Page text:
MAD MAX: FURY ROAD opens this week together with smaller films like DARK STAR: H.R. GIGER'S WORLD, DANCING ARABS and WET BUM
TIFF Cinematheque continues its series on Georgian Cinema
DANCING ARABS (Israel/Germany/France 2014) ***
Directed by Eran Riklis
One wonders the choice of the title DANCING ARABS for this autobiographical tale by Sayed Kashuawho wrote the novel and adapted it into the script for the film directed by Riklis (THE SYRIAN BRIDE, LEMON TREE). The only one scene of dancing Arabs occur on a rooftop when they celebrate Suddam Hussein’s bombing to free Iraq, a support for Muslim solidarity.
The well-intentioned film, a sort of coming-of-age story tries its best to show the possibility of peaceful residing of both Jews and Arabs or Israelis and Palestinians. The story’s setting is the Arab village of Tira, the protagonist Eyad’s hometown. Eyad is shown both as a boy (Razi Gabareen) and a teen (Tawfeek Barbom) as he grows up to begin studies in the most prestigious Jewish school in Jerusalem. Riklis doe not offer a smooth transition between the two actors, a common problem involving films with characters ageing. The audience is suddenly taken aback with the elder actor replaces the boy actor in the title role. A single Arab in a full Jewish community is made worse when he falls in love with a Jewish classmate, Naomi (Danielle Kitzis). The romance poses problems, mainly for the nonacceptance by the older folk, like Noami’s mother. The younger ones, like the classmates are more tolerant. The romance sees Eyad quitting and returning back home to the consternation of his father.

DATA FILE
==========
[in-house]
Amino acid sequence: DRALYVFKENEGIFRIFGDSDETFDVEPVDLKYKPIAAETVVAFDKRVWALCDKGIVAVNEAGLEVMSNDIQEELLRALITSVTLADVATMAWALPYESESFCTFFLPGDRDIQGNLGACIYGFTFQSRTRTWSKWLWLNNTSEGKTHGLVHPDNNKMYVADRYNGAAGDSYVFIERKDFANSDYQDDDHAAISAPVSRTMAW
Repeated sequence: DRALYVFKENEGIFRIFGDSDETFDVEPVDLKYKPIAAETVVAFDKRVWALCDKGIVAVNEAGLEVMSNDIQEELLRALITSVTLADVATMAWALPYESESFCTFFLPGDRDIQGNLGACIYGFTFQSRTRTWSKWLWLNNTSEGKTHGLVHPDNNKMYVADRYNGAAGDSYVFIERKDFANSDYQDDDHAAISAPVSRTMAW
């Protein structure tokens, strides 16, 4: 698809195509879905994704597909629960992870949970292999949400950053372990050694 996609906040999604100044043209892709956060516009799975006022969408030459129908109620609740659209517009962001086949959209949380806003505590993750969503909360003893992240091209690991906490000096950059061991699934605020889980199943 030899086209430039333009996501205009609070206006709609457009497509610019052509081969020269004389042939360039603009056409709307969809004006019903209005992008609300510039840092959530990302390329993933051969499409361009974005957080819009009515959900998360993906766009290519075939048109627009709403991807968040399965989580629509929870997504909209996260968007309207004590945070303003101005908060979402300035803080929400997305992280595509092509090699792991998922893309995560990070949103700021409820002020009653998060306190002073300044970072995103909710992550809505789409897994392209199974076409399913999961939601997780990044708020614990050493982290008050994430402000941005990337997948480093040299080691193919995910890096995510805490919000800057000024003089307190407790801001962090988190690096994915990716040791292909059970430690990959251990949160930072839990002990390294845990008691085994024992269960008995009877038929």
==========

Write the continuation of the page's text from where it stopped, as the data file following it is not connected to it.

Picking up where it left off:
Riklis’ film contains thought provoking scenes like the one in which the father (veteran actor Ali Suliman) admonishes his son for giving up his studies. The father had before being evoked from the University in Jerusalem for political reasons and now working hard as a fruit picker to provide for his son’s education. The audience sees the father’s point of view while putting the boy’s romance and individuality cast aside.
The Arab intolerance is shown in the graffiti around the town and in incidents involving soldiers when Eyad is questioned by Israeli soldiers or when instructed on the usage of gas masks by Palestinian soldiers. But the scene in the club where the racist song is sung to illustrate the oddity of the romance between Jew and Arab is too obvious and overdone. The story also includes a subplot of Eyad looking after a Jewish peer suffering from muscular dystrophy, Yonathan (Michael Moshonv) who provides some insight to the proceedings.
The film contains many other interesting characters, like the mothers of Yonathan, Eyad and Naomi whose characters could be more developed. More screen time could be devoted too, to Eyad’s father who is given only confrontation segments with his son.
What other more important issues that are more important or interesting are eventually put aside for Eyad’s trivial romance. But the story takes a welcome twist at the end with the subplot of Yonathan taking centre stage.
But this is still one of Rikils’ better films, him having created a credible atmosphere of desperate times in a politically volatile place.